Equations can describe the stresses in linearly elastic simple beams, subjected to different types of suddenly applied, or dynamic, incident loads. The assumption of linearly elasticity simplifies the nonlinear aspects of structural vibrations. Simplified linear models are applicable to many vibration analyses, and provide significant insights into vibration behavior.

When a load impacts a beam, there are two different stresses created. The primary bending stress is the bending stress of the beam due to perpendicular loading. The secondary bending stress is a much higher frequency bending stress that travels along the surface of the beam relative to the moving load front. In general, the primary bending stress has a much larger magnitude than the secondary bending stress. The maximum stress values for the primary and secondary bending stresses may be described by dynamic load factors (DLF’s); where the maximum stress caused by an applied load equals the DLF multiplied by the static stress; and the static stress is the equilibrium stress for the load in question applied to the beam.

For example, consider the primary stresses due to a sudden pressure increase, which is applied perpendicular to a beam’s axis. The maximum stress in that beam is double the static stress, and deflection, that would be caused if that incident pressure is statically applied. That is, the DLF < 2 for a pressure that is suddenly applied over the incident surface of a beam: the maximum possible stress is twice the static stress.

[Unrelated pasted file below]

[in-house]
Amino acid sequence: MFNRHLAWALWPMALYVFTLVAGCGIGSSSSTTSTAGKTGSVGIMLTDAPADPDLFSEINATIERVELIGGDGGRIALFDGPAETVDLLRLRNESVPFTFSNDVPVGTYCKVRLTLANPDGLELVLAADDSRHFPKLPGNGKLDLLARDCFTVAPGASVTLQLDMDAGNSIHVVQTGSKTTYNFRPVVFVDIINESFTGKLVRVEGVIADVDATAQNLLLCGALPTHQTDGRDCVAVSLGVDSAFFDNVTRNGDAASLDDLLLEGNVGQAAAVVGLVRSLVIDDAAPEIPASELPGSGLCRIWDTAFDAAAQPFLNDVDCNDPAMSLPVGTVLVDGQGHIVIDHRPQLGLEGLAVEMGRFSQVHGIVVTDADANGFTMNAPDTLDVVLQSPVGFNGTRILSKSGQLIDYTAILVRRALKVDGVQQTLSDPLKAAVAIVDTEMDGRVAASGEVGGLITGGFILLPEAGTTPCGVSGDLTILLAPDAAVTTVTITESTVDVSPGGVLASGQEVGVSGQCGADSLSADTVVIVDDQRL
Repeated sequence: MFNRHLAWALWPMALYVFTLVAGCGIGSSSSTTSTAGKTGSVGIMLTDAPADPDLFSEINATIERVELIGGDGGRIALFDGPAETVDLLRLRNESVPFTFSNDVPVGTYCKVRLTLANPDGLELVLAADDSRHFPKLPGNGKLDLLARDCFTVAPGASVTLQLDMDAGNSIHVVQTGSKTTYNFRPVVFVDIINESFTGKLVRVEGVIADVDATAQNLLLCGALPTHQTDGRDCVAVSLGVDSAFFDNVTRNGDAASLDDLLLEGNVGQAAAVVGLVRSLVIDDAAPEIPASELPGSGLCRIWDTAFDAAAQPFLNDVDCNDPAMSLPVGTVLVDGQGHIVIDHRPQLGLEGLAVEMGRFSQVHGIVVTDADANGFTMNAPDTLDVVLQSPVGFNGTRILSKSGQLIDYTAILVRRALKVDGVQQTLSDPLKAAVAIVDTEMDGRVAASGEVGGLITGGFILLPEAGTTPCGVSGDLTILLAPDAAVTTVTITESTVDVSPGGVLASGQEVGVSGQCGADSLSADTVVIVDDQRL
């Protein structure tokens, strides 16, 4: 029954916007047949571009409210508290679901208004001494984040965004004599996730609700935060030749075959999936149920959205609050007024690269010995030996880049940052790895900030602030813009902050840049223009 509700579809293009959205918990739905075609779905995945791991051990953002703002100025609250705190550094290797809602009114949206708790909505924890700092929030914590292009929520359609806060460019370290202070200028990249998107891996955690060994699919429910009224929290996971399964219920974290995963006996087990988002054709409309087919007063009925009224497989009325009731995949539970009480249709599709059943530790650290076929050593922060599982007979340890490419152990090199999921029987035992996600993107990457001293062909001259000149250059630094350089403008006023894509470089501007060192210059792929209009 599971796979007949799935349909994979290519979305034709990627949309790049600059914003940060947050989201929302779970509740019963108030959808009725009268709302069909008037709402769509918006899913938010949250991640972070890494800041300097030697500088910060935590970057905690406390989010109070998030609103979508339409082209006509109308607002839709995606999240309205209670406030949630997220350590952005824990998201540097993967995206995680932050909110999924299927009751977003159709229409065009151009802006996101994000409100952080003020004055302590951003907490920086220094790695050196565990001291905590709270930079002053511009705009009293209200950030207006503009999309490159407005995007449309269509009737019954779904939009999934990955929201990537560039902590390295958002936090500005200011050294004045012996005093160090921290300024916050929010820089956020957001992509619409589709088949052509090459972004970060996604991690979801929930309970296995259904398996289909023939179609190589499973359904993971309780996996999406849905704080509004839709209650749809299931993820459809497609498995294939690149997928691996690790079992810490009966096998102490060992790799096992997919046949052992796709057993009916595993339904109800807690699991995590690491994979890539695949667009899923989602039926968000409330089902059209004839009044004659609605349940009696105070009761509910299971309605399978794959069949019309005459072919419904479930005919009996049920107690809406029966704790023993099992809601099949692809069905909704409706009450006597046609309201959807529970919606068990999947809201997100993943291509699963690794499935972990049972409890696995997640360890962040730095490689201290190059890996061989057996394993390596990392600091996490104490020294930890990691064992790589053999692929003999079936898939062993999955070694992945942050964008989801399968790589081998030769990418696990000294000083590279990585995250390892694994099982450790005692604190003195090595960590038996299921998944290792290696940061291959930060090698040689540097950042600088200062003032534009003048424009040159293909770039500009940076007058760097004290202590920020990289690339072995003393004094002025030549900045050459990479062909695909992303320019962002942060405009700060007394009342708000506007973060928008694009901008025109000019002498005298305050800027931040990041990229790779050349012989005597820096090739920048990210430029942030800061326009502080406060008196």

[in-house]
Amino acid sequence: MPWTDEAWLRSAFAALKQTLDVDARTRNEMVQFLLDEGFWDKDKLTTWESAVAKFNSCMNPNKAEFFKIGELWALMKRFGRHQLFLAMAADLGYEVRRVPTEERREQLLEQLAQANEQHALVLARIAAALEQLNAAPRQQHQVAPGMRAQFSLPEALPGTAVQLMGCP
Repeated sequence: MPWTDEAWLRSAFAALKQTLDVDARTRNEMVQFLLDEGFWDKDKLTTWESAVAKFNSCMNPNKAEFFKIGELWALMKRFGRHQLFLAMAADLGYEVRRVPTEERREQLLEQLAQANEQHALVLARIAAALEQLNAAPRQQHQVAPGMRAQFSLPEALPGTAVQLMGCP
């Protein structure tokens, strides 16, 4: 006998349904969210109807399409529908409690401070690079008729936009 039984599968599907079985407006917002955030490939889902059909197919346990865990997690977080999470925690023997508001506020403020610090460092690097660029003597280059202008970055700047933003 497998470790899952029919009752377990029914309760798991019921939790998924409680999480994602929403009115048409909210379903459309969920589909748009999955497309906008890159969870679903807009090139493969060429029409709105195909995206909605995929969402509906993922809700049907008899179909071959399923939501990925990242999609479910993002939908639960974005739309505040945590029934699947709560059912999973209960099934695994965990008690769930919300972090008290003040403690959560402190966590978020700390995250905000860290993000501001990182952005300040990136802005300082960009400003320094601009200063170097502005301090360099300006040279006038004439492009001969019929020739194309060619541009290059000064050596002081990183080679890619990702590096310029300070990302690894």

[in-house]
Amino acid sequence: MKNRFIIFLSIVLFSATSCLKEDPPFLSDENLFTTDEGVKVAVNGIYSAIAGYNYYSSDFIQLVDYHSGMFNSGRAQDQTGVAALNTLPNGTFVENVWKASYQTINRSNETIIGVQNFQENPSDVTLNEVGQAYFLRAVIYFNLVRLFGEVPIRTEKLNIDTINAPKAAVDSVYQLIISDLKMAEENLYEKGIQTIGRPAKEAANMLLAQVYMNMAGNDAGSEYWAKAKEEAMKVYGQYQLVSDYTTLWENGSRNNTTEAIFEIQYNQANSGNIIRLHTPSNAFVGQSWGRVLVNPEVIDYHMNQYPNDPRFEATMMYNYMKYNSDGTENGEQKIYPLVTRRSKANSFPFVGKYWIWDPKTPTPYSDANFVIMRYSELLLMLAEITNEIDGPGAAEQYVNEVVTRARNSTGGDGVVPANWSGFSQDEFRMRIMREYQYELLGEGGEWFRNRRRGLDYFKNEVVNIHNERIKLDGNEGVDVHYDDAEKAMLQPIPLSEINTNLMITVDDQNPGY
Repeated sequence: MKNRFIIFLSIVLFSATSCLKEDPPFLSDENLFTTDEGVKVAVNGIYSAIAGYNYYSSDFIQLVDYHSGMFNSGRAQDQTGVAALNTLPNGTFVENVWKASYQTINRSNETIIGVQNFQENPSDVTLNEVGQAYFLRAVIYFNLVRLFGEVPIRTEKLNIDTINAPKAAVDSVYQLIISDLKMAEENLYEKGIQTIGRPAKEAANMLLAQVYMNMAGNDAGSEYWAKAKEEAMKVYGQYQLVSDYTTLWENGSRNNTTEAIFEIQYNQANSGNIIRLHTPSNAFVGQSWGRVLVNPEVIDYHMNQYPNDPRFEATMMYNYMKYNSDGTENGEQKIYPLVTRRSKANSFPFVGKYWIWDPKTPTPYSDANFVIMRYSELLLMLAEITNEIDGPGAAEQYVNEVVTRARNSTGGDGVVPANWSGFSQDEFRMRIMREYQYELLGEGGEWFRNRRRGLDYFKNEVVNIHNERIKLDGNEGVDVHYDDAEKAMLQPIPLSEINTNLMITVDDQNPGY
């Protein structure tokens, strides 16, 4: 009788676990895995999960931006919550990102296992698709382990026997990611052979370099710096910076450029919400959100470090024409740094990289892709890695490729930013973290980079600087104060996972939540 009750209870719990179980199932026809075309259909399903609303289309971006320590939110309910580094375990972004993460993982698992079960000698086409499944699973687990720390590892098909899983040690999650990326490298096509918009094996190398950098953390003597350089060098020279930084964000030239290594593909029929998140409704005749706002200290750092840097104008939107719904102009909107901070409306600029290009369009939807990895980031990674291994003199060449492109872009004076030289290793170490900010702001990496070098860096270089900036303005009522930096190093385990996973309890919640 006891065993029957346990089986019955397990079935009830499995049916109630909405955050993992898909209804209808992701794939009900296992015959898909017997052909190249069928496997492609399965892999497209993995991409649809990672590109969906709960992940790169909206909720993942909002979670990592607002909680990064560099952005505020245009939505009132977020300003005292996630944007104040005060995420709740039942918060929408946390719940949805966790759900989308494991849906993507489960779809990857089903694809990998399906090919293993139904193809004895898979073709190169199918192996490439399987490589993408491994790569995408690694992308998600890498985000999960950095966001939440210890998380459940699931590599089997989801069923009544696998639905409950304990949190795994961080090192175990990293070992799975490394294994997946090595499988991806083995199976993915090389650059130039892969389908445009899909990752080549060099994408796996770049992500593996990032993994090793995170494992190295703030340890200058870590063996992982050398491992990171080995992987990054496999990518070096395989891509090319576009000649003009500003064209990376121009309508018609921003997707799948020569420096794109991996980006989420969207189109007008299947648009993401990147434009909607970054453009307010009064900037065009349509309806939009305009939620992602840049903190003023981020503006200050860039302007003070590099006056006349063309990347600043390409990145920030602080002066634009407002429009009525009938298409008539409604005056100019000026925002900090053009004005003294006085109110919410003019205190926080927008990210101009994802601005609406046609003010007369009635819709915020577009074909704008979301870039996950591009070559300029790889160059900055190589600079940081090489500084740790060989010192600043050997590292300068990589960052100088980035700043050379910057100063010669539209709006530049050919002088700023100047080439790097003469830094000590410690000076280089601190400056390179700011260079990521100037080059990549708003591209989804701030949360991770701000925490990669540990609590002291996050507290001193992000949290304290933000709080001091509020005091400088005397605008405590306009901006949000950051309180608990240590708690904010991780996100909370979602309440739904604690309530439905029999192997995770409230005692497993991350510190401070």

Now consider the secondary stress. A localized bending stress occurs when a pressure wave travels parallel to the axis of a beam, and this bending stress has a DLF < 4. That is, a high frequency bending stress travels along the beam with a maximum magnitude equal to four times the applied pressure; the maximum stress is four times the static stress.

As other examples, stresses due to different types of loads may be evaluated. A gradually increasing pressure yields 1< DLF < 2, depending on the loading rates. A harmonically applied load may yield a DLF theoretically equal to infinity, but damping greatly reduces the maximum DLF. Also, these harmonic loads can significantly excite higher mode frequencies, i.e., the applied load may excite any one of a number of a structure’s natural frequencies. New theory is presented here to describe shock waves, suddenly applied loads, and resultant vibrations to coherently relate these complex quantities.

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